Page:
Pakistan Tehreek-e-Insaaf's Troubling Links to Extremist Financing
Tehreek-e-Insaf Chairman Imarn Khan arrives at CM House Peshawar. He will attend weddings 50 couples getting married in CM House today,distribute PKR 200,000 to each couple. Peshawar 22 March 2016

Pakistan Tehreek-e-Insaaf's Troubling Links to Extremist Financing

 
 

In the aftermath of the gruesome attack on Amjad Sabri, one of the most famed Qawwali singers in Pakistan, revelations of the Pakistan Tehreek-e-Insaaf (PTI) providing funding for the Dar Ul Uloom Haqqania came to the fore in the mainstream media. For a party seen as championing the cause of accountability, this news has raised concerns among the PTI’s staunchest detractors, many of whom had earlier questioned Imran Khan’s stance regarding the Taliban, ongoing peace negotiations, and the security of the state.

The seminary in question has gained notoriety for promoting a strict, puritanical version of Islam and some of the senior-most members of the Taliban have been among its alumni. Chief among them is the now deceased Mullah Omar, the long-elusive leader of the Taliban. Revelations of his death sabotaged the Murree peace process between the Afghan Taliban and the Afghan government last year. Omar’s successor, Mullah Akhtar Mansour, and members of the Haqqani Network, including Jalaluddin Haqqani, have also been among the alumni of the seminary. The Federal Investigation Agency of Pakistan also revealed in 2010 that assassination attempts on the former prime minister of Pakistan, Benazir Bhutto, can also be traced back to the seminary.

It is within this context that the PTI’s funding of Dar Ul Uloom Haqqani is questionable and alarming. Taxpayer money amounting to Rs. 300 million (roughly $3 million) is claimed to have been diverted toward the seminary from the Khyber Pakhtunkhwa budget of 2016-2017.

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With Pakistan in a de facto state of war against militants as part of the National Action Plan (NAP), such revelations dent the credibility of the party, which is already accused of backtracking on many pressing issues that it initially championed. The PTI has responded by claiming that madrassah reform is an essential aspect of the NAP and the funding has been directed toward introducing subjects such as mathematics, English language, and sciences into the curriculum. (Such funding was also provided after 9/11 by the United States and by Benazir Bhutto herself.) Hence, as per the PTI’s logic, such reform complements instead of contradicts the objectives of NAP. The problem, however, is that this funding can easily be diverted toward rogue elements that could be empowered to avenge the current operation conducted by the Pakistani Armed Forces under the leadership of General Raheel Sharif, where the indiscriminate killing of militants has been a regular occurrence.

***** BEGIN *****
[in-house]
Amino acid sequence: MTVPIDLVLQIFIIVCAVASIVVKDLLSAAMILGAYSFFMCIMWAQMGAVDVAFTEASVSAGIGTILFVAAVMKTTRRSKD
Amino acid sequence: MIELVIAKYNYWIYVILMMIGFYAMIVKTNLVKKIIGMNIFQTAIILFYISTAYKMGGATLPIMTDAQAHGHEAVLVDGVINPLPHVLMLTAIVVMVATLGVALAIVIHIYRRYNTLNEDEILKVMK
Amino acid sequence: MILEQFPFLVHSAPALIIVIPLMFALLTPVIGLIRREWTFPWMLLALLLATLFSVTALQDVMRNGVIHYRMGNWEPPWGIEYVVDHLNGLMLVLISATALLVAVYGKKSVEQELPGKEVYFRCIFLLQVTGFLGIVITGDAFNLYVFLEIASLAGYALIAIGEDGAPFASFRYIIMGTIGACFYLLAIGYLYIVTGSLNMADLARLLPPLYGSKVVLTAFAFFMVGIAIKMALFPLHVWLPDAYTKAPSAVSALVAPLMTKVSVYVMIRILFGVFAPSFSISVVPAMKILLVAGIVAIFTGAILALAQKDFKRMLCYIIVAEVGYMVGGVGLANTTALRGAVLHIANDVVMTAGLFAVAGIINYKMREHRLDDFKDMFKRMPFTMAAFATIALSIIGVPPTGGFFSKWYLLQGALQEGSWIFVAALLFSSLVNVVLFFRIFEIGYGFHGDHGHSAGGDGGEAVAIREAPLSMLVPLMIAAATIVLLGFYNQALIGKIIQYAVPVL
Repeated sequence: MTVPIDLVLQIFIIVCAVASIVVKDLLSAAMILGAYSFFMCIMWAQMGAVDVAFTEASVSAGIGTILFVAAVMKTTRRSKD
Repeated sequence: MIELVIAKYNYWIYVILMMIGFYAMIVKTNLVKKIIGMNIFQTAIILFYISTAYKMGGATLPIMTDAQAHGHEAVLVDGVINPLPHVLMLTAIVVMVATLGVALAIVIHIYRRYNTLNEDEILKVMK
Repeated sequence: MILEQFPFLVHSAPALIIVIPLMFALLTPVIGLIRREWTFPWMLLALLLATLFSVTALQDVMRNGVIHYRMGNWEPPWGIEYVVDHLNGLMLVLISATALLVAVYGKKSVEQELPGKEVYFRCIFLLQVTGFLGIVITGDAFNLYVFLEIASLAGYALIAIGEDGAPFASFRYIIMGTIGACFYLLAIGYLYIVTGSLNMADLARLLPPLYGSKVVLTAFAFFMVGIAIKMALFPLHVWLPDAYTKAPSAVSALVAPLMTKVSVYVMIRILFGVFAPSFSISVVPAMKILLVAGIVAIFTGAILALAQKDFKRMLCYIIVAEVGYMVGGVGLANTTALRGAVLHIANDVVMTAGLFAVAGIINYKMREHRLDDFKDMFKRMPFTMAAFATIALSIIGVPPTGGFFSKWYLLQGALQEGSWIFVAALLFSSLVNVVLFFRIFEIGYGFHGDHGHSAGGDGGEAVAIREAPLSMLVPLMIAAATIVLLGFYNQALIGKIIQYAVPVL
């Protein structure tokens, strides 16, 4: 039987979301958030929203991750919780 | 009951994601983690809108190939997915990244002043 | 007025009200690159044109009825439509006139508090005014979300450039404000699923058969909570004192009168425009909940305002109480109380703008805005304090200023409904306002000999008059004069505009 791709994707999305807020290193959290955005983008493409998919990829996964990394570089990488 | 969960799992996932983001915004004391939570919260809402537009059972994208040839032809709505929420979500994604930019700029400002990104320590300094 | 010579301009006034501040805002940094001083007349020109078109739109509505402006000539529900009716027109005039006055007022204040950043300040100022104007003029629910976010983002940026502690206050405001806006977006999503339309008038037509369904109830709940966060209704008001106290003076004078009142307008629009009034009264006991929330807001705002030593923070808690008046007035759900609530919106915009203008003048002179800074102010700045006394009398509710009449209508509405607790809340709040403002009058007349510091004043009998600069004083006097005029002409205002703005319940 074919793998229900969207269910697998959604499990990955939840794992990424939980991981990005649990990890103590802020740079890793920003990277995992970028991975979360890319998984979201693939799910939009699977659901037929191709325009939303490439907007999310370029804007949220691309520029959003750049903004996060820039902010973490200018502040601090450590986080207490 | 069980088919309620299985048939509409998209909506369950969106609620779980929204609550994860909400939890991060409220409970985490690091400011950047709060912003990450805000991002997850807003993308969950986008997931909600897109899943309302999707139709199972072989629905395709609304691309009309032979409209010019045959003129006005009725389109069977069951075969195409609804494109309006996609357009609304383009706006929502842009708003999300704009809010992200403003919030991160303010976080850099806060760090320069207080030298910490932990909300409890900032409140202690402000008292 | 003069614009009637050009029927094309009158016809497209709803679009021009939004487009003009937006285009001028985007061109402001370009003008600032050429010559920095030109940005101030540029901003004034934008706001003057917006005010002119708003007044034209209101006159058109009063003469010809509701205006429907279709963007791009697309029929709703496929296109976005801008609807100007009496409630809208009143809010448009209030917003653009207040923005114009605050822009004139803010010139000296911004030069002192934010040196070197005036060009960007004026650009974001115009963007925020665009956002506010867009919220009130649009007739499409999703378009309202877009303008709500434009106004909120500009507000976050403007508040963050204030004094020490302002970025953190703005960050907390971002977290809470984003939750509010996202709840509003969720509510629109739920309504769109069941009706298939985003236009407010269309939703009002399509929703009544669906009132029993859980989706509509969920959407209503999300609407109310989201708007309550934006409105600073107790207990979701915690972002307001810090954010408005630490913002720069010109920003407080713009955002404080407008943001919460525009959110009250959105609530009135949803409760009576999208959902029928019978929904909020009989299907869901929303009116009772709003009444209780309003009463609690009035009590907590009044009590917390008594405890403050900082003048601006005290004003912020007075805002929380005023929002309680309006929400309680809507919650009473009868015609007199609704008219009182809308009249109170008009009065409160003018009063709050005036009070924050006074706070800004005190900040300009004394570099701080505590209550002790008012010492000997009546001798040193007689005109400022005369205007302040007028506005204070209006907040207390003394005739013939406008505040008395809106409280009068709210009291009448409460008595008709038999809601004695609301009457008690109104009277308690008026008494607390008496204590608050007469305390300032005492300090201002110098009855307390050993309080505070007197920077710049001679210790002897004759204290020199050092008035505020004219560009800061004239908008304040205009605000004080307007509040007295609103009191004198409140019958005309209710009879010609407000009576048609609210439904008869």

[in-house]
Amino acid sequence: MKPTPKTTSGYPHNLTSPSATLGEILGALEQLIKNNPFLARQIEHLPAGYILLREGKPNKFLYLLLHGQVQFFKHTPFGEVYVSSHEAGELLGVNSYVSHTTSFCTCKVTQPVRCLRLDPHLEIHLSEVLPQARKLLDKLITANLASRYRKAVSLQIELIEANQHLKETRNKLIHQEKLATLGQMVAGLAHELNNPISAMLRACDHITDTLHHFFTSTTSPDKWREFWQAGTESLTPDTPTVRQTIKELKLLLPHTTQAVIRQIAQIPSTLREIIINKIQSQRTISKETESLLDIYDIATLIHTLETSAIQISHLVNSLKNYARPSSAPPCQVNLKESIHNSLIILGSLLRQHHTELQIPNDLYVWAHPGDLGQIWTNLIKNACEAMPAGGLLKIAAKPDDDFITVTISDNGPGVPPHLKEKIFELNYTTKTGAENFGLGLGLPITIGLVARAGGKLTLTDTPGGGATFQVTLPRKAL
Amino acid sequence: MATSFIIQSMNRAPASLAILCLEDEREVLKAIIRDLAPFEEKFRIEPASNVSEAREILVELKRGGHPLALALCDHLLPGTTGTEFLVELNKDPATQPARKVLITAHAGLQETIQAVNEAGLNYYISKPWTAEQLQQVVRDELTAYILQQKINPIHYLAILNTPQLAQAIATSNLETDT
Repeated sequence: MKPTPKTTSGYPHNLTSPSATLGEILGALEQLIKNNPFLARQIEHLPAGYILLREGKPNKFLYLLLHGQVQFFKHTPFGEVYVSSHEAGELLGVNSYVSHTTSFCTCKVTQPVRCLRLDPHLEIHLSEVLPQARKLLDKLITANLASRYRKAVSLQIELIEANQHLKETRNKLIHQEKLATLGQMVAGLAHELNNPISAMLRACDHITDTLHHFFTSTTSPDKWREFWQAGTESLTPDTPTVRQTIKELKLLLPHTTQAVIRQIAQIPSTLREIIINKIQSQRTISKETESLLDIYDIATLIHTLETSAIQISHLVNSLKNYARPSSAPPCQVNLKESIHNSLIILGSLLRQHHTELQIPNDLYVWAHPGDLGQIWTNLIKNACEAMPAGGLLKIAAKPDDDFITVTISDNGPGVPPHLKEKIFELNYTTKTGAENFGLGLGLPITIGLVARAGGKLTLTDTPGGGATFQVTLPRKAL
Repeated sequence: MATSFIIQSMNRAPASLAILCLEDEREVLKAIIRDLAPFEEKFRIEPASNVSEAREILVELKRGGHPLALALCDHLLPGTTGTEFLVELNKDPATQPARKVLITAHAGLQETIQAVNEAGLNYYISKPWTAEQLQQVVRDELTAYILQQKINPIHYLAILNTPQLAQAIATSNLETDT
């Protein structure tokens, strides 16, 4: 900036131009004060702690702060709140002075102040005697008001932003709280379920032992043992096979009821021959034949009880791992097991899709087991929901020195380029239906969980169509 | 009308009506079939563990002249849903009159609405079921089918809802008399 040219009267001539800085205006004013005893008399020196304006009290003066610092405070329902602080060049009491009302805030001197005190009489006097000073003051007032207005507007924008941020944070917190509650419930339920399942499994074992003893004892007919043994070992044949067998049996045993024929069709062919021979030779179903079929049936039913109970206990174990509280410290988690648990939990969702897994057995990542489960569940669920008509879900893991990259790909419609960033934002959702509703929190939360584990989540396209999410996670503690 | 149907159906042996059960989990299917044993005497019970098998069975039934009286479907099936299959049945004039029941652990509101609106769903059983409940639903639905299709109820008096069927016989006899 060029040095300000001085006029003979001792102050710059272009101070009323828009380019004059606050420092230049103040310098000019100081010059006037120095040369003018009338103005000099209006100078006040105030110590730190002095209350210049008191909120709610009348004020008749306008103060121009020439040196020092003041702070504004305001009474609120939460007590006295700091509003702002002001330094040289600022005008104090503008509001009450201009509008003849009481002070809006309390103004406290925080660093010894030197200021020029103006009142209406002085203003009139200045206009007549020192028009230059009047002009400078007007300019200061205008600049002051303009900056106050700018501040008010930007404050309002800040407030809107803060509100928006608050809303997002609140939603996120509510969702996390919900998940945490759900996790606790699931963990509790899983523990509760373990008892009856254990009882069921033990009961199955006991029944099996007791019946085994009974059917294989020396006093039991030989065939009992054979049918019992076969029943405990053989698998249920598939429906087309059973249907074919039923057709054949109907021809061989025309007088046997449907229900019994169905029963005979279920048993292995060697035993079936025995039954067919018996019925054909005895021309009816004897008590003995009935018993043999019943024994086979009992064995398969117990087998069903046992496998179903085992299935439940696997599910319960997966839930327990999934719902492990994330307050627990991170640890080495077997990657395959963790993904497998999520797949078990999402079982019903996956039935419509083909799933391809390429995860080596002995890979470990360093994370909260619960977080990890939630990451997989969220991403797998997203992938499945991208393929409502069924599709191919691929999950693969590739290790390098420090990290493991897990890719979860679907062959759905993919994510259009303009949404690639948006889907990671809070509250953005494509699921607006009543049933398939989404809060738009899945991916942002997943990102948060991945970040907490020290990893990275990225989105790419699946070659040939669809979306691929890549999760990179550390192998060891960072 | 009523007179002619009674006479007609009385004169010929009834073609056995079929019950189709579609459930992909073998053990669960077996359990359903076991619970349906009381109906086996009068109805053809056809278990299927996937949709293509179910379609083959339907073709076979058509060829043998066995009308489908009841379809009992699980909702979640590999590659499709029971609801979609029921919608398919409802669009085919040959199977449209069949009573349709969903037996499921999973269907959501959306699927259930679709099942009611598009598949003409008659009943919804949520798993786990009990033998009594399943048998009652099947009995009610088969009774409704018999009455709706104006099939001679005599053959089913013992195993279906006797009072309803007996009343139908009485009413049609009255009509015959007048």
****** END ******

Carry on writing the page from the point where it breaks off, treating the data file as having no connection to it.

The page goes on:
Hence, these revelations are a setback for a party that hinges on a reformist agenda, centering on a Pakistan that is free from corruption and where the rule of law is supreme. The party also believes in promoting an agenda that safeguards the rights of minorities. Minority groups have frequently been targeted by the Tehreek-e-Taliban Pakistan and its sympathizers.

The timing of these revelations has put Imran Khan’s party into the spotlight again. Given that Pakistan is fighting extremists and facing blowback attacks, like the attack on Amjad Sabri, the entire democratic system and all parties need to be united in the fight. For a party like the PTI, which has had weighty expectations attached to it, such a revelation is undoubtedly a setback and a shock.

Hamzah Rifaat is a research associate at the Global Think Tank Network at the National University of Sciences and Technology and was a 2016 South Asian Voices Visiting Fellow at the Stimson Center.

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